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June 1st, 2017

Regarding a US Senators’ Letter to the UN about Israel and Palestine

A letter dated April 27, 2017, prepared by Senator Mario Rubio and Senator Christopher A. Coons and signed by 100 U.S. Senators, was addressed to Antonio Guterres, United Nations Secretary General. Two of the concerns stated were ‘the U.N.’s anti-Israel bias’ and ‘the anti-Israel boycott, sanctions, and divestment (BDS) movement’ (reference: ‘Washington Post’ – 100 Senators’ letter to United Nations Secretary General).  Below is copy of letter May 15, 2017, from Barbara Walker, addressed to the Senators and copied others:

Dear Sirs:

Respectfully, I write concerning the letter of April 27, 2017, by Senator Marco Rubio and Senator Christopher A. Coons signed by 100 members of the United States Senate, addressed to United Nations Secretary General Antonio Guterres, asking that he address perception of entrenched bias against Israel in the world body, particular reference made to, inter alia, the boycott, divestment, and sanctions (BDS) movement.  Whether I support the BDS movement or not is not relevant here.  A former United Nations staff member, now retired, I certainly am supportive of the work of UN bodies for improvement of world conditions.

Were it not for continuing violations of Palestinian human rights by the Government of Israel (an example, the taking of Palestinian land over time, for the building of homes for people from Israel), there would be no reason for the call for BDS.  Organized opposition to the Government of Israel’s violations of the Palestinians’ human rights in their own homeland is not an expression of bias against Israel.  Should the taking of Palestinian land, though against international law, be ignored by the world body?  Is recognition of and expression of opposition to long-standing unaddressed human rights violations to be considered discrimination or in this case an effort to have international law effected?

Would that the U.S. Senate, in addition to providing support for generous financial/military assistance to the Government of Israel, required that Israel observe international law with respect to the Palestinians’ homeland [West Bank, East Jerusalem, an Gaza] and human rights.  We (the U.S.) have a not observed but profound responsibility to the Palestinians, our having supported United Nations General Assembly Resolution 181 (November 1947), which included the plan for partition of British Mandatory Palestine into a Jewish state (now Israel) and an Arab state (since June 1967 the occupied territories — West Bank, East Jerusalem, Gaza).  As is known and understandable, affected Palestinians were not happy about the loss of a major part of their ancestral homeland and they revolted.  [We Americans know about revolution (our own) to claim ‘a land of our own’;  the Palestinians — Christians, Jews, Moslems — were for centuries living in that land of their own; true, under the Ottoman and then League of Nations British Mandate rule; nevertheless, it was their homeland.]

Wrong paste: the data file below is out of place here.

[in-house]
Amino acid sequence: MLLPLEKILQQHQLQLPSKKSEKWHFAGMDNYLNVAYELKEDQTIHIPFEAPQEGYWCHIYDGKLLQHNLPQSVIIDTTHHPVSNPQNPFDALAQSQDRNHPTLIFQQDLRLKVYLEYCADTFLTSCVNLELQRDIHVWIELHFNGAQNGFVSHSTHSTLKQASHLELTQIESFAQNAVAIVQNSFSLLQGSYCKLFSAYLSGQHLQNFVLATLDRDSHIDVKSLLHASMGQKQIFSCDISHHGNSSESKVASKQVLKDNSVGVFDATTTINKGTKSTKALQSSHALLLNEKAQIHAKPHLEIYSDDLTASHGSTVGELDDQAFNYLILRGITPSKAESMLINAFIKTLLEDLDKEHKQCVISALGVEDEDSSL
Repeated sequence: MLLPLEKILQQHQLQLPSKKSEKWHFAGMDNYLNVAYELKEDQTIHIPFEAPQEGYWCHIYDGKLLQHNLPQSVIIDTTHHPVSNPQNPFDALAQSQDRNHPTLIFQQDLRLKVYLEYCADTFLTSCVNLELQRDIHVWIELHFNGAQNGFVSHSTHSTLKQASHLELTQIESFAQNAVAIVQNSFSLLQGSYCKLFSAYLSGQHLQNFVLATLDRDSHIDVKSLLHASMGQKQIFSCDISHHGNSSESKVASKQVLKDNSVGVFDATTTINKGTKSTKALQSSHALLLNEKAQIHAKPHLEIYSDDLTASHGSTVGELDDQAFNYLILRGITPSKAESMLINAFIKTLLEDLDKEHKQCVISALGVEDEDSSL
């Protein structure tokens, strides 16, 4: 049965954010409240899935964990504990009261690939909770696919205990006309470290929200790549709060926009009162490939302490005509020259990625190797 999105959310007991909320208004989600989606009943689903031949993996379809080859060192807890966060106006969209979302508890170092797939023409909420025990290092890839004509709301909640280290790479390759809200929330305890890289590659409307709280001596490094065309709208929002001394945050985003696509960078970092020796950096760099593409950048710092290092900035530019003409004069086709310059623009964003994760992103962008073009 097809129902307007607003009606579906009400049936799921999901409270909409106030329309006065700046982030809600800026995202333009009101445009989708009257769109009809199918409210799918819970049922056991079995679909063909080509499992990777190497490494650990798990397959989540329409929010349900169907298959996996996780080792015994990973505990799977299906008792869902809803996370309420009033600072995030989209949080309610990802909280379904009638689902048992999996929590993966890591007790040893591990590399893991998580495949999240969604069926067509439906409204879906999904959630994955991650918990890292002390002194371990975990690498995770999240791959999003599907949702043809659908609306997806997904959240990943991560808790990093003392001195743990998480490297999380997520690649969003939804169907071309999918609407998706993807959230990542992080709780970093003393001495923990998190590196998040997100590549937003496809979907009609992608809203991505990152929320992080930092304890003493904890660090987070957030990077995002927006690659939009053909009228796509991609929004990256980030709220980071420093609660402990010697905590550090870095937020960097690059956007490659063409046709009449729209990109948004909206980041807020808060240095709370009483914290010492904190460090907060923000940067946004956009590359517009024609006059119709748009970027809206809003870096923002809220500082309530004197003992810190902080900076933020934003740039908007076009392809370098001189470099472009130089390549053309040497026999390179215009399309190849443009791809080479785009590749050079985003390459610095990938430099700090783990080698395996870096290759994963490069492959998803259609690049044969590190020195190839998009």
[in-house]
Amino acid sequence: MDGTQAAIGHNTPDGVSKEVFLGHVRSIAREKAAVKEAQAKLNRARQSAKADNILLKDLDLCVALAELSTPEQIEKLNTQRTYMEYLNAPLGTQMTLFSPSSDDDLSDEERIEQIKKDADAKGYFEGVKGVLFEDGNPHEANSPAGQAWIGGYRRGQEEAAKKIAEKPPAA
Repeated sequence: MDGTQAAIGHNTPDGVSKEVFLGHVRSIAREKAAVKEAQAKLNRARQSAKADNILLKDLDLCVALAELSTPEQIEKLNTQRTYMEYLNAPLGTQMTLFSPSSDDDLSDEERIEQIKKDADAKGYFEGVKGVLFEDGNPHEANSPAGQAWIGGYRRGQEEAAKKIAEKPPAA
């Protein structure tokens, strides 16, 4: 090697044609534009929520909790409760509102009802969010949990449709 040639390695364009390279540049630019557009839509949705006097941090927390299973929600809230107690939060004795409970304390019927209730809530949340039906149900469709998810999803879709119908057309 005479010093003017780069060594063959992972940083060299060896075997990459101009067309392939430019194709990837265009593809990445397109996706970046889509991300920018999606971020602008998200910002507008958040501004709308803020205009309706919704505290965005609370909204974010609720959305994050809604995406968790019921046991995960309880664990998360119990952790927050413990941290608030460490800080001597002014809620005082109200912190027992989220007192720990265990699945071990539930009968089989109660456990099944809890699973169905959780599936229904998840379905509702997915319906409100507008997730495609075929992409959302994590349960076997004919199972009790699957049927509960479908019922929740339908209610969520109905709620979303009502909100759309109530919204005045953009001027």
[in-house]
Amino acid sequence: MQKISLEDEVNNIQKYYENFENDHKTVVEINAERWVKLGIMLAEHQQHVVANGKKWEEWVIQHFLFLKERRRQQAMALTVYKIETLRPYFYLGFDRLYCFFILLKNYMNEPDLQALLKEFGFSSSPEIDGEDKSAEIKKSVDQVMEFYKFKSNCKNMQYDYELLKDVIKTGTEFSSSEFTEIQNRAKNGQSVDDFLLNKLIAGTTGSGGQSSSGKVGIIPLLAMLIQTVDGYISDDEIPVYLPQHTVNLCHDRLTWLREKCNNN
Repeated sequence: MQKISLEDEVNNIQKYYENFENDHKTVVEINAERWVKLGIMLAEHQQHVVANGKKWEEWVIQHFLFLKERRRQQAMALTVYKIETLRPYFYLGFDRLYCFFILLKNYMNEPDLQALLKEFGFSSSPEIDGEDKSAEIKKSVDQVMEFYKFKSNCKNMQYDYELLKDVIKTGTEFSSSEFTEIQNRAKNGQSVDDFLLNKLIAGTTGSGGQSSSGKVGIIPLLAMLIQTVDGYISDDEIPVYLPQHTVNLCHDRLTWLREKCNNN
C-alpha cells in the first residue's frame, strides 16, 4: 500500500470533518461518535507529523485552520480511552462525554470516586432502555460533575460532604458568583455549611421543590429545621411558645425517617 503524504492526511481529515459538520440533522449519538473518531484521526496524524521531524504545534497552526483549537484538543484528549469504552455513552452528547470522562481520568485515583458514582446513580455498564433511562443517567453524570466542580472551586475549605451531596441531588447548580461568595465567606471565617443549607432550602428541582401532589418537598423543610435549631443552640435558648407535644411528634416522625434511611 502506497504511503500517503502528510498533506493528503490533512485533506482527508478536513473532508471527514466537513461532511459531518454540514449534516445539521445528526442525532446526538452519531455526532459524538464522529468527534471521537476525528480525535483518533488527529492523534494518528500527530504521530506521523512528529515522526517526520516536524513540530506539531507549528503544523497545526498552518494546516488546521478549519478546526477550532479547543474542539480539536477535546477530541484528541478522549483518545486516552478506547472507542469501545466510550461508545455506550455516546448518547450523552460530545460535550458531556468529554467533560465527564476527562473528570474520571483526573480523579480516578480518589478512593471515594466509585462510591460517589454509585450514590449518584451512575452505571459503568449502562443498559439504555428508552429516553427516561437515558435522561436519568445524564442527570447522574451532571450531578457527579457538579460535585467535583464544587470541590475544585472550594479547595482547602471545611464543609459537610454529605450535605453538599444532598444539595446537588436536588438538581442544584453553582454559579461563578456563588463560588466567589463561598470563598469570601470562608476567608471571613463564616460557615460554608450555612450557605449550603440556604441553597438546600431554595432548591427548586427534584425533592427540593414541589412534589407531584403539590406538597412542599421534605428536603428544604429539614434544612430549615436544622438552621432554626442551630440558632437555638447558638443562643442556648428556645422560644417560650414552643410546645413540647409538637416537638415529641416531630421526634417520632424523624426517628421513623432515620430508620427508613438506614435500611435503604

That ’cause and effect’ operates is obvious. One observes that the Government of Israel, in effect, treats the whole of former British Mandate Palestine as if it were Israel, although it is not.  Palestinians’ human rights are violated in their homeland and they react.  The weight of past U.S.  positions vis a vis the Israeli and Palestinian parties is known.  There is ongoing worldwide support for efforts to end the ongoing violations of Palestinians’ human rights.  This support for application of international law — for ‘rule of law’ — is neither bias nor discrimination against Israel.

By what authority could the Government of Israel claim for the State of Israel part or all of any Palestinian homeland territory?  By what authority could any government, including the U.S. Government, allow the Government of Israel to claim for the State of Israel part or all of any Palestinian homeland territory [particular reference here to East Jerusalem]?

Relevant to the matter of U.S. foreign policy and humanitarian concerns as related to the Israel-Palestine conflict is Senator John McCain’s  ‘New York Times.’ Op-Ed, article of May 8, 2017, ‘We Must Support Human Rights’ — in it he refers to and discourages application of a certain counter-view to the strong statement of his title — article quoted in part as follows:

“In the real world as lived and experienced by real people, the demand for human rights and dignity, the longing for liberty and justice and opportunity, the hatred of oppression and corruption and cruelty is reality.  By denying this experience, we deny the aspirations of billions of people, and invite their enduring resentment.”

“… We have long believed moral concerns must be an essential part of our foreign policy, not a departure from it. …”

“To view foreign policy as simply transactional is more dangerous than its proponents realize. …”

Respectfully, this letters is submitted in consideration of perception of responses to Israel-Palestine conflict matters.  Attached concerning this subject are a copy of our letter dated April 21, 2017, addressed to Ambassador Haley and Ambassador Rosselli, and ‘Palestine — Some Considerations,’ prepared by the Granny Peace Brigade for the Hunter College Justice Fair, March 16, 2017.

Sincerely yours,
Barbara Walker
United Nations – Retired
[United Nations Truce Supervision Organization (UNTSO)
Chief Civilian Personnel Officer – Jerusalem — 1990-1991]

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